Methods of Microarray Data Analysis III: Papers from CAMDA '02 / Edition 1by Kimberly F. Johnson
Pub. Date: 09/28/2003
Publisher: Springer US
As microarray technology has matured, data analysis methods have advanced as well. Methods Of Microarray Data Analysis III is the third book in this pioneering series dedicated to the existing new field of microarrays. While initial techniques focused on classification exercises (volume I of this series), and later on pattern extraction (volume II of this series),… See more details below
As microarray technology has matured, data analysis methods have advanced as well. Methods Of Microarray Data Analysis III is the third book in this pioneering series dedicated to the existing new field of microarrays. While initial techniques focused on classification exercises (volume I of this series), and later on pattern extraction (volume II of this series), this volume focuses on data quality issues. Problems such as background noise determination, analysis of variance, and errors in data handling are highlighted. Three tutorial papers are presented to assist with a basic understanding of underlying principles in microarray data analysis, and twelve new papers are highlighted analyzing the same CAMDA'02 datasets: the Project Normal data set or the Affymetrix Latin Square data set. A comparative study of these analytical methodologies brings to light problems, solutions and new ideas. This book is an excellent reference for academic and industrial researchers who want to keep abreast of the state of art of microarray data analysis.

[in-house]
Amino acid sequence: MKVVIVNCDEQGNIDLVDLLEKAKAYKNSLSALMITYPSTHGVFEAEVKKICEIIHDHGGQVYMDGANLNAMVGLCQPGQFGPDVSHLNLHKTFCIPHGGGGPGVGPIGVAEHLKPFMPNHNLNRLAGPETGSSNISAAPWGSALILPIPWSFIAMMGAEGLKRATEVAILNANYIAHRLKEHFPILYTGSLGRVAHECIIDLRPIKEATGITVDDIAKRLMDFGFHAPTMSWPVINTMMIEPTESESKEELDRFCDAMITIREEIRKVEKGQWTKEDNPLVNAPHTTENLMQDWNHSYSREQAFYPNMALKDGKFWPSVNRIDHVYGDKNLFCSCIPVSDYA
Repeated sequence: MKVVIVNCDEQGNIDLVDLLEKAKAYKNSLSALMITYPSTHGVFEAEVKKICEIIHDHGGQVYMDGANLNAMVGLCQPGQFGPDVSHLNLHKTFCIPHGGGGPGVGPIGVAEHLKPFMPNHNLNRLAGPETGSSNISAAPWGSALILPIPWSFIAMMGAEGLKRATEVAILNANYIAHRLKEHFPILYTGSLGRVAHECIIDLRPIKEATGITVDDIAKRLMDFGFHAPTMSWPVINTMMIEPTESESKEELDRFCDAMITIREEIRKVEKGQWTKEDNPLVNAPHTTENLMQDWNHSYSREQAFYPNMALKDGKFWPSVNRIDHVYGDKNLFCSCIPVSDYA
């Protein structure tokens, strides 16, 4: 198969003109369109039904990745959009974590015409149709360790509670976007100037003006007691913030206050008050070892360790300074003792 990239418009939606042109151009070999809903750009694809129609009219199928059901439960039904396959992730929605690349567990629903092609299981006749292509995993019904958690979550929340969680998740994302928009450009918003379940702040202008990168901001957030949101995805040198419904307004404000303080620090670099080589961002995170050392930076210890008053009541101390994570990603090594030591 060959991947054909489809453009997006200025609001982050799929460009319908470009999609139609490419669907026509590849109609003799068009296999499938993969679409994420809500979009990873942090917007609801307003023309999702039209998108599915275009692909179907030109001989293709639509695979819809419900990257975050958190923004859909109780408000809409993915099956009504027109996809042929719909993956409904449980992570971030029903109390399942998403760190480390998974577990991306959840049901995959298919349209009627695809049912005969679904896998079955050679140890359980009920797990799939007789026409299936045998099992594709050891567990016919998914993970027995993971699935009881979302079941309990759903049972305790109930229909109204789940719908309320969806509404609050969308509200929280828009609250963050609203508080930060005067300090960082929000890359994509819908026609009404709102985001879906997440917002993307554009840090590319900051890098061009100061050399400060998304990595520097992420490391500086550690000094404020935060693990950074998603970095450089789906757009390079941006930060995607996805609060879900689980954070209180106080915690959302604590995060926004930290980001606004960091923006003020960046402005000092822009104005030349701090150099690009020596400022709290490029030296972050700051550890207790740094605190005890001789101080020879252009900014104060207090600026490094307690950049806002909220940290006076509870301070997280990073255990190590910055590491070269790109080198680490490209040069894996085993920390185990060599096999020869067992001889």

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Table of ContentsContributing Authors. Preface. Introduction. Section I: Tutorials. The Biology Behind Gene Expression: A Basic Tutorial; M.F. Ochs, E.A. Golemis. Monitoring the Quality of Microarray Experiments; K.R. Coombes, Jing Wang, L.V. Abruzzo. Outliers in Microarray Data Analysis; R.K. Pearson, G.E. Gonye, J.S. Schwaber. Section II: Best Presentation Award. Organ-Specific Differences in Gene Expression and Unigene Annotations Describing Source Material; D.N. Stivers, Jing Wang, G.L. Rosner, K.R. Coombes. Section III: Analyzing Images. Characterization, Modeling, and Simulation of Mouse Microarray Data; D.S. Lalush. Topological Adjustments to Genechip Expression Values; A. Ptitsyn. Section IV: Normalizing Raw Data. Comparison of Normalization Methods for CDNA Microarrays; L. Warren, B. Liu. Section V: Characterizing Technical and Biological Variance. Simultaneous Assessment of Transcriptomic Variability and Tissue Effects in the Normal Mouse; Shibing Deng, Tzu-Ming Chu, R. Wolfinger. How Many Mice and How Many Arrays? Replication in Mouse CDNA Microarray Experiments; Xiangqin Cui, G.A. Churchill. Bayesian Characterization of Natural Variation in Gene Expression; M. Bhattacharjee, C. Pritchard, M.J. Sillanpää, E. Arjas. Section VI: Investigating Cross Hybridization On Oligonucleotide Microarrays. Quantification of Cross Hybridization on Oligonucleotide Microarrays; Li Zhang, K.R. Coombes, Lianchun Xiao. Assessing The Potential Effect Of Cross-Hybridization On Oligonucleotide Microarrays; S. Kachalo, Z. Arbieva, Jie Liang. Who Are Those Strangers in the Latin Square? Wen-Ping Hsieh, Tzu-Ming Chu, R. Wolfinger. Section VII: Finding Patterns and Seeking Biological Explanations. Bayesian Decomposition Classification of the Project Normal Data Set; T.D. Moloshok, D. Datta, A.V. Kossenkov, M.F. Ochs. The Use of Go Terms to Understand the Biological Significance of Microarray Differential Gene Expression Data; R. Díaz-Uriarte, F. Al-Shahrour, J. Dopazo.Acknowledgments. Index.
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